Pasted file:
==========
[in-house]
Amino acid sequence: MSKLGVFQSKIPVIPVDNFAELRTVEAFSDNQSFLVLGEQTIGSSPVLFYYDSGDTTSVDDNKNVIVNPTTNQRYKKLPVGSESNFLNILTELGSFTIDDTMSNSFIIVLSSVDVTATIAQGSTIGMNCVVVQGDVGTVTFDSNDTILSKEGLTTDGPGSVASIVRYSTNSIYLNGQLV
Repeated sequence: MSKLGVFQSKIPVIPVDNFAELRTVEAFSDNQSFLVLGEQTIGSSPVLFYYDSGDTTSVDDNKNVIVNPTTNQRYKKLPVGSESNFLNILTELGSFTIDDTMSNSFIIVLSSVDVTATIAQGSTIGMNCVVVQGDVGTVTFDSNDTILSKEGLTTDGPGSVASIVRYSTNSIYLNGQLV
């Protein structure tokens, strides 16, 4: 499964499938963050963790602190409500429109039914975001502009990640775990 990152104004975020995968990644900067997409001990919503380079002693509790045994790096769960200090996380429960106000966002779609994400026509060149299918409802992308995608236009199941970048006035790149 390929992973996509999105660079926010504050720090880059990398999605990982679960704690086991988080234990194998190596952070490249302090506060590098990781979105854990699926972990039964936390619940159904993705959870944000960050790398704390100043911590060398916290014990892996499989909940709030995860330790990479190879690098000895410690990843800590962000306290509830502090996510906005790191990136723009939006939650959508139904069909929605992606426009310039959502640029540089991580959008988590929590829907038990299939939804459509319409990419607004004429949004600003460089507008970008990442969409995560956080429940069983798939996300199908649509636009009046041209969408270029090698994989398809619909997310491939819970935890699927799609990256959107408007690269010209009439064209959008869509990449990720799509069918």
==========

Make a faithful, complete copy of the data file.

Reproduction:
[in-house]
Amino acid sequence: MSKLGVFQSKIPVIPVDNFAELRTVEAFSDNQSFLVLGEQTIGSSPVLFYYDSGDTTSVDDNKNVIVNPTTNQRYKKLPVGSESNFLNILTELGSFTIDDTMSNSFIIVLSSVDVTATIAQGSTIGMNCVVVQGDVGTVTFDSNDTILSKEGLTTDGPGSVASIVRYSTNSIYLNGQLV
Repeated sequence: MSKLGVFQSKIPVIPVDNFAELRTVEAFSDNQSFLVLGEQTIGSSPVLFYYDSGDTTSVDDNKNVIVNPTTNQRYKKLPVGSESNFLNILTELGSFTIDDTMSNSFIIVLSSVDVTATIAQGSTIGMNCVVVQGDVGTVTFDSNDTILSKEGLTTDGPGSVASIVRYSTNSIYLNGQLV
């Protein structure tokens, strides 16, 4: 499964499938963050963790602190409500429109039914975001502009990640775990 990152104004975020995968990644900067997409001990919503380079002693509790045994790096769960200090996380429960106000966002779609994400026509060149299918409802992308995608236009199941970048006035790149 390929992973996509999105660079926010504050720090880059990398999605990982679960704690086991988080234990194998190596952070490249302090506060590098990781979105854990699926972990039964936390619940159904993705959870944000960050790398704390100043911590060398916290014990892996499989909940709030995860330790990479190879690098000895410690990843800590962000306290509830502090996510906005790191990136723009939006939650959508139904069909929605992606426009310039959502640029540089991580959008988590929590829907038990299939939804459509319409990419607004004429949004600003460089507008970008990442969409995560956080429940069983798939996300199908649509636009009046041209969408270029090698994989398809619909997310491939819970935890699927799609990256959107408007690269010209009439064209959008869509990449990720799509069918």